What’s the difference between a cold and the flu?

It’s not always easy to tell the difference between a common cold and the flu. Both are respiratory illnesses, but they cause different symptoms. Here’s how you can tell them apart:

Symptoms of a common cold may include:

– A blocked or runny nose (clear mucus) that typically lasts 7 to 10 days, or longer; sneezing; sore throat; cough; hoarseness; and occasionally fever and muscle aches. Cold symptoms usually start 1 to 3 days after you’re exposed to an infected person or before your illness becomes more severe. The virus starts in your nose and spreads throughout your upper respiratory system.

Symptoms of the flu (influenza) can include:

– A fever; chills; muscle aches; headache; extreme tiredness; dry, hacking cough, which doesn’t bring up mucus; sore throat and runny or stuffy nose. People often mistake the contagious stage for a cold because they have similar symptoms, but flu starts much more severely – much higher fevers with shaking chills, intense muscle aches, and headache. The flu causes respiratory problems as well.

Both viruses are spread through coughing and sneezing by infected people. However, different forms of the virus cause each illness, so there are no “types” of colds vs types of flu. Colds are most common in the winter and early spring, while flu is most common in fall and winter.

Difference between flu and covid:

a) only flu is restricted to the respiratory tract while cervical can be found anywhere in the body.

b) a patient suffering from flu will have a high-grade fever up to 41-42 degrees Celcius and cervical will have less than 38 degrees Celcius.

c) a patient suffering from flu tends to have muscle ache, problematic breathing and cervical pain will not cause such problems.

d) the inflammation taking place in the flue is white while that of the cervical is red. e) There will be no perspiration if the body temperature is taken very high for fever like 41 – 42 degrees celsius but often there is perspiration during service pain.

f) The person having both flu and cervical should consult the doctor to get better relief.

g) If any person recently suffered from the flu and now he is having the pain of the cervix he should consult the surgeon without fail.

h) The ache in the flue starts gradually after contracting of infection but the pain in the cervical comes suddenly with no previous history.

i) Acute pains are felt on the pressing cervical region but the same pressure does not cause pain on part of the respiratory tract.

j) A patient suffering from flu will have saline discharge through the nose while there is no secretion for the first few days if the disease is cervical.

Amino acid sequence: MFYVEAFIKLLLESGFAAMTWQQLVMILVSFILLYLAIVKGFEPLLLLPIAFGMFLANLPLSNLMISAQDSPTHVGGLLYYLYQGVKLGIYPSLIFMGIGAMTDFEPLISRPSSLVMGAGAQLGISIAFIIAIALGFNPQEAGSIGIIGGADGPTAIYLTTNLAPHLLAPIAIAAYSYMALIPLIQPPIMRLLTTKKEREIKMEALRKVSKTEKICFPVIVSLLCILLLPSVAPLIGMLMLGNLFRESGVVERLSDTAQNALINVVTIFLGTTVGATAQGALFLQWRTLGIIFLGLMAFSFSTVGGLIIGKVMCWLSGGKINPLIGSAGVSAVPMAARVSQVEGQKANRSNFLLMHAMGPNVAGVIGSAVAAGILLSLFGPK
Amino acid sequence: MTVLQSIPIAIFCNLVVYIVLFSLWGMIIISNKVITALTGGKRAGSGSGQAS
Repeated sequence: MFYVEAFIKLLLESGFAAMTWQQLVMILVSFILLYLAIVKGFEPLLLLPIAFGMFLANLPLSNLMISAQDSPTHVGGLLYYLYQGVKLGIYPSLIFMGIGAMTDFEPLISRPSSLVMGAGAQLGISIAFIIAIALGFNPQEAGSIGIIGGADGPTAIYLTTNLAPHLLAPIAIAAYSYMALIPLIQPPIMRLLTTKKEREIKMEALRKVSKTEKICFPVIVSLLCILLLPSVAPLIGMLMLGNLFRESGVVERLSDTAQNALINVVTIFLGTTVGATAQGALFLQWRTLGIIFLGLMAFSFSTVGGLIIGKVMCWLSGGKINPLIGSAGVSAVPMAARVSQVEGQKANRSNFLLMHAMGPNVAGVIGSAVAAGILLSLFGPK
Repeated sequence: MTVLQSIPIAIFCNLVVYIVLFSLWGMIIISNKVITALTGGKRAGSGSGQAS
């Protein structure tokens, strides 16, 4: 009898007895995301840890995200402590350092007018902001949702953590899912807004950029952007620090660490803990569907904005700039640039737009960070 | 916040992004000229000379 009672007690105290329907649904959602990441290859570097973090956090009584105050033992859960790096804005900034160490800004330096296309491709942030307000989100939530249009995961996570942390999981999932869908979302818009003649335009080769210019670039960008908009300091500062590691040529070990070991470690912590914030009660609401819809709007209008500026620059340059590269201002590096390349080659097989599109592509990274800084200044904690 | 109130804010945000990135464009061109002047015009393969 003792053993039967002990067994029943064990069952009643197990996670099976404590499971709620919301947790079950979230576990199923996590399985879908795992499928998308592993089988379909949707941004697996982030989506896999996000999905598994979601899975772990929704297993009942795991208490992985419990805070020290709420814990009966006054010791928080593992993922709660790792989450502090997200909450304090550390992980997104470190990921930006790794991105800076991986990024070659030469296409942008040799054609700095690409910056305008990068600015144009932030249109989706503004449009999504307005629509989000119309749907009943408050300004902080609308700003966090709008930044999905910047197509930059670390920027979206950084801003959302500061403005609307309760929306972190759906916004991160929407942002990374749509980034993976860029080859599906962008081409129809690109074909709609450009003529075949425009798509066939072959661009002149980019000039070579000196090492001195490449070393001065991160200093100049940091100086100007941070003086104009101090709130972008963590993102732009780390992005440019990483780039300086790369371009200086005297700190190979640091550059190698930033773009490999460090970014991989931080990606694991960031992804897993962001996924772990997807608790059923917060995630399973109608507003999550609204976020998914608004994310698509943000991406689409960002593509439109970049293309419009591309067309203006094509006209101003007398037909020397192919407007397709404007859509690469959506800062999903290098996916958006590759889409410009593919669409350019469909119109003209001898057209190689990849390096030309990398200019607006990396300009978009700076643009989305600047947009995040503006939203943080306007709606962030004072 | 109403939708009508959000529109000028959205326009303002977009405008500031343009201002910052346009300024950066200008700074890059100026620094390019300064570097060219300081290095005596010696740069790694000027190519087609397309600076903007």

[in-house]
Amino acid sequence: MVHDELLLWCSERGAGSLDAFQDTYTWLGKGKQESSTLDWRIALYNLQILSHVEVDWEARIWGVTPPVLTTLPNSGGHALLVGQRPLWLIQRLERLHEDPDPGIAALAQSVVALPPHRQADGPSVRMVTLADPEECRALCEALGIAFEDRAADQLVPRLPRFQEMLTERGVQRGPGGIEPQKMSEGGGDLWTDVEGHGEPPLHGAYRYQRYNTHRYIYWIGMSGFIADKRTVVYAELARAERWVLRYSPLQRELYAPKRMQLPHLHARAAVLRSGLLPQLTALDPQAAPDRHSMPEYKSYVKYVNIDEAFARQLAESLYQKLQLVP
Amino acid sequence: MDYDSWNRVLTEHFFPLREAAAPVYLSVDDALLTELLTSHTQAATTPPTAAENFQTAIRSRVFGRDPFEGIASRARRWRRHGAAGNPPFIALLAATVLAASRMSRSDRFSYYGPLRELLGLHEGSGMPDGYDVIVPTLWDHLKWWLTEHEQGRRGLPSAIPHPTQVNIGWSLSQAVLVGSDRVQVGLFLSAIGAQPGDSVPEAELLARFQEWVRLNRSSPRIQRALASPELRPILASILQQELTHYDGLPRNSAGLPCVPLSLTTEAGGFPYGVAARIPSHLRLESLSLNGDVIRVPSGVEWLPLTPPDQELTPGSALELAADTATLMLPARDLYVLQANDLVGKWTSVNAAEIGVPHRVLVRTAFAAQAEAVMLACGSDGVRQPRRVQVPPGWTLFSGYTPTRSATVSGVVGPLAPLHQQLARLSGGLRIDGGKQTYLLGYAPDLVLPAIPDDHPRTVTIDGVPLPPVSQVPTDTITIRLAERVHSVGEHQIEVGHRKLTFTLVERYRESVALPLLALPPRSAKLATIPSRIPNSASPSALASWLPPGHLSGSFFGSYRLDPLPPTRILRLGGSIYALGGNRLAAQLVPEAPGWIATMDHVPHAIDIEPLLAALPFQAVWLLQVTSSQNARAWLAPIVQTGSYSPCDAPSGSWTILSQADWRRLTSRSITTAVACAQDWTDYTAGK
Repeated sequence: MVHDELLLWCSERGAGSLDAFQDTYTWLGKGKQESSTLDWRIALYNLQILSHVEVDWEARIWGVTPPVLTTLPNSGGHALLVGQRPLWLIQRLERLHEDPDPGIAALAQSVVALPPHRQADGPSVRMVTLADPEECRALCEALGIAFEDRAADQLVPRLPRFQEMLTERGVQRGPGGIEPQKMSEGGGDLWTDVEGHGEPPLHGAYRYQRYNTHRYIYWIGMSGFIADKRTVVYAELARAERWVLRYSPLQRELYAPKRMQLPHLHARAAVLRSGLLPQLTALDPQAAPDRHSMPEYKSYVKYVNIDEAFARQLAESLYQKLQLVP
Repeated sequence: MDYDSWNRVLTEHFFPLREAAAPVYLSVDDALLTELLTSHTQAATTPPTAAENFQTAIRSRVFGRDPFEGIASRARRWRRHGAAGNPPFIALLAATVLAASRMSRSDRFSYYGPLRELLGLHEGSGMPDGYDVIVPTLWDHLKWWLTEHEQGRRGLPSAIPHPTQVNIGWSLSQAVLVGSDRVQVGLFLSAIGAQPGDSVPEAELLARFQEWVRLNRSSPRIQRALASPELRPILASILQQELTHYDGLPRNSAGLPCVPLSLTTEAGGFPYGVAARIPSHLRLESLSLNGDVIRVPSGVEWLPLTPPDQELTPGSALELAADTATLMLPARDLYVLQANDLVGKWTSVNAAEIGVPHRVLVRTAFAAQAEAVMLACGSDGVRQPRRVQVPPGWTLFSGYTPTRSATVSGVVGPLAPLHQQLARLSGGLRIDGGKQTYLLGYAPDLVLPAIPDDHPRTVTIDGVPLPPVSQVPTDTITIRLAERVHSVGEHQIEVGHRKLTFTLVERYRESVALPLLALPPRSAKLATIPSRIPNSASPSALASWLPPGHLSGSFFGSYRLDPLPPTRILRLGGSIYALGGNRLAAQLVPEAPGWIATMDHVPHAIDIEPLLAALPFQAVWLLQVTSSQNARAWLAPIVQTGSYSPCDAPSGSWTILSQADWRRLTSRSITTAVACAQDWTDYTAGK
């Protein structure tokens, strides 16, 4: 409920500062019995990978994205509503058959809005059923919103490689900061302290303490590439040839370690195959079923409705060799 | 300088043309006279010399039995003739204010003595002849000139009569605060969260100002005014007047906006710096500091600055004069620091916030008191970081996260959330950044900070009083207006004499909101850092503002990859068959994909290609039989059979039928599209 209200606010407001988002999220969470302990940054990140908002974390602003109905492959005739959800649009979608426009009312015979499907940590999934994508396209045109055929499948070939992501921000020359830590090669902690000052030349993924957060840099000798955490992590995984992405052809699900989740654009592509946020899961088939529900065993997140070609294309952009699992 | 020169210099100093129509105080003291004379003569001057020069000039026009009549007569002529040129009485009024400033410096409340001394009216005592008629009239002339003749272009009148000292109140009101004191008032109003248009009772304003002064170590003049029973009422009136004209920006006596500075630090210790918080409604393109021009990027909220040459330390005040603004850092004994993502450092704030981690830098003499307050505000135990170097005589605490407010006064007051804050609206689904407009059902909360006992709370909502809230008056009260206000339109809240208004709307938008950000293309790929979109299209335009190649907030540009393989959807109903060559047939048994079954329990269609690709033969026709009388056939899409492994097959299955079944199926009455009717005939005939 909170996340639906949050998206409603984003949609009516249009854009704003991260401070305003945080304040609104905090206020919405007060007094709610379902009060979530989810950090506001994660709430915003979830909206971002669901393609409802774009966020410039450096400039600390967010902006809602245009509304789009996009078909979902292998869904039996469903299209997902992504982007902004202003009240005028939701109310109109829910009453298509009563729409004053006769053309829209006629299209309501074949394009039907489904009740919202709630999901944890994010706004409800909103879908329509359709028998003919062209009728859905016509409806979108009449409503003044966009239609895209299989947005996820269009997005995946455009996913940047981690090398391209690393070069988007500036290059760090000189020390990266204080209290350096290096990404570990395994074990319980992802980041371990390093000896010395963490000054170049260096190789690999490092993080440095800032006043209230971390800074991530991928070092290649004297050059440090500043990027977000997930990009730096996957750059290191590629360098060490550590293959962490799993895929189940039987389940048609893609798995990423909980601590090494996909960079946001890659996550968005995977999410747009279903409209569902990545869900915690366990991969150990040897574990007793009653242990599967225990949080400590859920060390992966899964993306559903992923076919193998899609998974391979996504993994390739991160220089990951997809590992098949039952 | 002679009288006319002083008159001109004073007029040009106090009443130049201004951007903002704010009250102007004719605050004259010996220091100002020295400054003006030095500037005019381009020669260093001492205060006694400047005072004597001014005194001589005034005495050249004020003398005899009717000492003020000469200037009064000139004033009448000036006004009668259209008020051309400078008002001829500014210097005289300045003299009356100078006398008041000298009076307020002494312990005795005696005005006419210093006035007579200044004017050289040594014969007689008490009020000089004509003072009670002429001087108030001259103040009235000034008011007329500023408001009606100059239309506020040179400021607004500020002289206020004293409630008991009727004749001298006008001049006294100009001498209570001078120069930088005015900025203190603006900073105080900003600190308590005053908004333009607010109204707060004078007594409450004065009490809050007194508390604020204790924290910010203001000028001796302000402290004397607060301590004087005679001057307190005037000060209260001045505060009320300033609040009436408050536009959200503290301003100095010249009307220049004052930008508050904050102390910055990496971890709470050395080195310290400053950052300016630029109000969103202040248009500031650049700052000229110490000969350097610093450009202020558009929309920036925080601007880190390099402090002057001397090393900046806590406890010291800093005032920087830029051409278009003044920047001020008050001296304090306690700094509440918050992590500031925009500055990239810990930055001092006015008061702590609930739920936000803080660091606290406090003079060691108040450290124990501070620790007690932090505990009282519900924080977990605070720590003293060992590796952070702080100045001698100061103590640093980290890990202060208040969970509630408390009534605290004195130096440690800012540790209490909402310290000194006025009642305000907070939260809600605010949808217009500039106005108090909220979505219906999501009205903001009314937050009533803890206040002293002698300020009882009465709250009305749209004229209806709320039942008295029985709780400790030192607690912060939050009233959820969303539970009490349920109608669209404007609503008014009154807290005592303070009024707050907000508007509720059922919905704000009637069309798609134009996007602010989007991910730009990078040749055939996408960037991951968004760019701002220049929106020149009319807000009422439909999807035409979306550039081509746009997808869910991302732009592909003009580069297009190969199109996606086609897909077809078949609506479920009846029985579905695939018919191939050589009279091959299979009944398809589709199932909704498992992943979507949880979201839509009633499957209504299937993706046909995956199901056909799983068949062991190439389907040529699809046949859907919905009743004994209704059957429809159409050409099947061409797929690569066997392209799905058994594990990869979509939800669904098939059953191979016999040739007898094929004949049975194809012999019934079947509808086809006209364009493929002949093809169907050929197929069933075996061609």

k) flu gets recovered by taking medicines like paracetamol, ibuprofen, etc but a similar effect is not seen with cervical) usually, high-grade fever takes place during flu which is not seen in the cervical.

What temperature is a cold fever:

The normal temperature of the human body is 98.6? F or 37? C. Fever can be defined as a condition in which the body’s core temperature rises 0.2 degrees C (0.4 degrees F) higher than its normal temperature due to an increase in the body’s metabolic rate, cellular activity, or production of heat-producing chemicals by the immune system.

Cold and flu medicine:

The nonprescription medicines that can relieve your cold or flu symptoms include decongestants, which shrink blood vessels and make it easier to breathe; pain relievers such as aspirin, ibuprofen (Advil, Motrin), naproxen (Aleve), and acetaminophen (Tylenol); runny nose sprays; sore throat sprays or lozenges; cough suppressants.

Cold time:

At the first sign of a common cold, you should take 2 days rest with increased intake of liquids like fruit juices, clear broths soups, etc .on the 3rd day you may gradually increase your food intake to a normal level. Overweight people must reduce their calorie intake by say 30% while catching a cold and this must be done until they recover.

Cold and fever:

If fever or pain continues for more than 3 days, contact a doctor. Seek immediate medical care if you have a high fever (101°F or 38.3°C) that lasts longer than 1 day, severe headache, skin rash with blisters, joint pain with redness and swelling, or burning when urinating, stiff neck, confusion, earache/dizziness/ringing in the ears, trouble breathing; blue-tinged skin; seizure; drops in blood pressure causing lightheadedness or loss of consciousness; chest pain and coughing up rust-colored mucus.


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